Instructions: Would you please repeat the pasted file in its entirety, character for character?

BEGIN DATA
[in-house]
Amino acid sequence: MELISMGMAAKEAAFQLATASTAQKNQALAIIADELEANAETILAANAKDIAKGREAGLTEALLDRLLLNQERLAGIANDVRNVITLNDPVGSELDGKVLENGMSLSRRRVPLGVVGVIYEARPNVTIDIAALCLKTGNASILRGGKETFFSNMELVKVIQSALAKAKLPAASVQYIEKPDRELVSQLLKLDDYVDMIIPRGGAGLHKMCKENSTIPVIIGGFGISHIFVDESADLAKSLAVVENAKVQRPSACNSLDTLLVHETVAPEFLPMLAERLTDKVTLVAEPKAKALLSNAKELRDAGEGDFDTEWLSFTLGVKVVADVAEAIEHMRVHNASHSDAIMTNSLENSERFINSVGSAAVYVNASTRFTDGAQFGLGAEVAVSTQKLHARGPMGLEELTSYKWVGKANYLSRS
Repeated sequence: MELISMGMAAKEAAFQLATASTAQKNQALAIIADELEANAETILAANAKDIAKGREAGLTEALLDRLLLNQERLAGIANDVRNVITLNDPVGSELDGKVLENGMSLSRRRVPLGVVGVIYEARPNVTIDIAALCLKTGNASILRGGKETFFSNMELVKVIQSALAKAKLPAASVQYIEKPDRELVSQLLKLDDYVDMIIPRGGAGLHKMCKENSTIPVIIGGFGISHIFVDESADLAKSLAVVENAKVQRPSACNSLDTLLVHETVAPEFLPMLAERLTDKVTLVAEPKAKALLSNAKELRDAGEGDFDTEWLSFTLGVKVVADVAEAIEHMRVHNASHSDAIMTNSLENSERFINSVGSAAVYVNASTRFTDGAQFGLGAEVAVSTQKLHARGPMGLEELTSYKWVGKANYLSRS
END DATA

[in-house]
Amino acid sequence: MELISMGMAAKEAAFQLATASTAQKNQALAIIADELEANAETILAANAKDIAKGREAGLTEALLDRLLLNQERLAGIANDVRNVITLNDPVGSELDGKVLENGMSLSRRRVPLGVVGVIYEARPNVTIDIAALCLKTGNASILRGGKETFFSNMELVKVIQSALAKAKLPAASVQYIEKPDRELVSQLLKLDDYVDMIIPRGGAGLHKMCKENSTIPVIIGGFGISHIFVDESADLAKSLAVVENAKVQRPSACNSLDTLLVHETVAPEFLPMLAERLTDKVTLVAEPKAKALLSNAKELRDAGEGDFDTEWLSFTLGVKVVADVAEAIEHMRVHNASHSDAIMTNSLENSERFINSVGSAAVYVNASTRFTDGAQFGLGAEVAVSTQKLHARGPMGLEELTSYKWVGKANYLSRS
Repeated sequence: MELISMGMAAKEAAFQLATASTAQKNQALAIIADELEANAETILAANAKDIAKGREAGLTEALLDRLLLNQERLAGIANDVRNVITLNDPVGSELDGKVLENGMSLSRRRVPLGVVGVIYEARPNVTIDIAALCLKTGNASILRGGKETFFSNMELVKVIQSALAKAKLPAASVQYIEKPDRELVSQLLKLDDYVDMIIPRGGAGLHKMCKENSTIPVIIGGFGISHIFVDESADLAKSLAVVENAKVQRPSACNSLDTLLVHETVAPEFLPMLAERLTDKVTLVAEPKAKALLSNAKELRDAGEGDFDTEWLSFTLGVKVVADVAEAIEHMRVHNASHSDAIMTNSLENSERFINSVGSAAVYVNASTRFTDGAQFGLGAEVAVSTQKLHARGPMGLEELTSYKWVGKANYLSRS